Combined the last 19 Melbourne Cups have had more runners than Yeoval has people, but the little country town of around 430-odd will still join racing history this year as part of the fabled trophy's annual pre-race tour.
On Tuesday Victoria Racing Club (VRC) announced Yeoval as one of 39 destinations worldwide the 18-carat gold Melbourne Cup will visit on the tour, the 17th of its kind, before landing at Flemington in November.
This year's tour also has an added element, with 24 rural and regional destinations across Australia to be allocated a barrier for this year's race, with Yeoval included in the national sweep.
We look forward to celebrating Yeoval's place in racing history when the coveted trophy visits in October.Banjo Paterson... More than a Poet Museum curator Alf Cantrell
Barriers will be drawn at random throughout the tour and whichever town lands the eventual cup-winner's gate will score a $500,000 cash prize, to be put toward a charity supporting a local community initiative.
Alf Cantrell, curator of Yeoval's Banjo Paterson... More than a Poet Museum, said being part of the 2019 tour will be an unforgettable experience and a huge chance for the town, situated just an hour north-west of Orange.
"We look forward to celebrating Yeoval's place in racing history when the coveted trophy visits in October," Mr Cantrell said, with the Melbourne Cup to land in Yeoval on October 14.
Banjo Paterson's love of the Melbourne Cup was well-known and he was considered one of Australia's most-celebrated turf writers, so Mr Cantrell labelled the trophy's visit to the poet's childhood home incredibly appropriate.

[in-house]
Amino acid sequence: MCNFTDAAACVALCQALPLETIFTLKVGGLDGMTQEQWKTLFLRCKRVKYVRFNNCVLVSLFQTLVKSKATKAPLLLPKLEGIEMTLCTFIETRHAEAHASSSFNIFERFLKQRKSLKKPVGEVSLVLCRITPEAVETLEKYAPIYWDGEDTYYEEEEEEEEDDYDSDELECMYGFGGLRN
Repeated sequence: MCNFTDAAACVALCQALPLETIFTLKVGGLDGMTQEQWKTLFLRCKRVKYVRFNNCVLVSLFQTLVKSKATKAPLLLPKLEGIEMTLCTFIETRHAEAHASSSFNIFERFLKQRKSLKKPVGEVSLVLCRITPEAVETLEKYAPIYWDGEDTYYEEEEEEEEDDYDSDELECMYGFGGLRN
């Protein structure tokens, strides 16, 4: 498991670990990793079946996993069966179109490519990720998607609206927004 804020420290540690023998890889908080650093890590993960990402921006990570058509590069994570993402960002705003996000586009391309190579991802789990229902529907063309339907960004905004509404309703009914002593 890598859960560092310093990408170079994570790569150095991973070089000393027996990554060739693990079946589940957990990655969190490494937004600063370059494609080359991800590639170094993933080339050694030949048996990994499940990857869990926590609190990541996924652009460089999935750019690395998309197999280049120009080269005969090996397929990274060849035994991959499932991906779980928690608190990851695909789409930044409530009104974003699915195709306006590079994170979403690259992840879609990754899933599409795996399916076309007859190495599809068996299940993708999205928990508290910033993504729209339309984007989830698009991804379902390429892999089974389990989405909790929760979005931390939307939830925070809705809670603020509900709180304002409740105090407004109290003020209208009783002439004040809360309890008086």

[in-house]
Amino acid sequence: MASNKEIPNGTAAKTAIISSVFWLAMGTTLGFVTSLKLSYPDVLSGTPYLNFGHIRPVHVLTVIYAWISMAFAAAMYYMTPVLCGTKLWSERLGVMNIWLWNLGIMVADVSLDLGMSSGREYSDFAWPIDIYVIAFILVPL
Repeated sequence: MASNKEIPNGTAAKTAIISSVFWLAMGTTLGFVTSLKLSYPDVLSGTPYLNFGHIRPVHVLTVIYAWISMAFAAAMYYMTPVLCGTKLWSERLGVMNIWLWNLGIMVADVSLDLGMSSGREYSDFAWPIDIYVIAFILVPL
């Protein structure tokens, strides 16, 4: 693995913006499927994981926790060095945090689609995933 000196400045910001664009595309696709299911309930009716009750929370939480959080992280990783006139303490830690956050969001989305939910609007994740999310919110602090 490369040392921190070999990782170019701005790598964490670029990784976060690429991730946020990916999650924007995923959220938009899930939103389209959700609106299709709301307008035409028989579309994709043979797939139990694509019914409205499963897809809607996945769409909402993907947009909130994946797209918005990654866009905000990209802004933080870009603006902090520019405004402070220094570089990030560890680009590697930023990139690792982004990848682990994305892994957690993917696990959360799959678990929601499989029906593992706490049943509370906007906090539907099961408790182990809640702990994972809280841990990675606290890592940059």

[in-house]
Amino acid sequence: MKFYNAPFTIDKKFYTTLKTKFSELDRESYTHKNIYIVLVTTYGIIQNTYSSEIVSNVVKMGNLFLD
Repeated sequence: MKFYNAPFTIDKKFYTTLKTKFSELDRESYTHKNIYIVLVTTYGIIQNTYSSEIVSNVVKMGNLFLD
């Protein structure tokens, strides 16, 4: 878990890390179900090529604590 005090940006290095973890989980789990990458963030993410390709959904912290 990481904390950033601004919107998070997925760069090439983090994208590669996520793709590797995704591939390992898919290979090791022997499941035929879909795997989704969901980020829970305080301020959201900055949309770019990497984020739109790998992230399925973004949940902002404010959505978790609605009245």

VRC chairperson Amanda Elliott was on hand Melbourne Cup-winning jockeys Michelle Payne and Damien Oliver at Tuesday's launch at Flemington.
Along with also announcing this year's prizemoney has increased to $8 million, a record in the 3200-metre race's 158-year history, she said this year's tour and the new sweep will be an unprecedented celebration of racing in regional communities.
"Since the tour began in 2003, we have delighted in bringing communities together in the shared history and magic of the Melbourne Cup," Mrs Elliott said.
"We are also delighted to introduce the [sweep]. This exciting initiative will add to the experience for communities across Australia."
The tour has covered more than 600,000 kilmotres since beginning and this year will go as far as England, before heading to Japan to coincide with the Wallabies' Rugby World Cup campaign.
Closer to home, it'll land at Alice Springs, Blackall in outback Queensland, Deniliquin, Hobart and Victoria's Bunyip.
The tour begins at Hobart on July 4-5.
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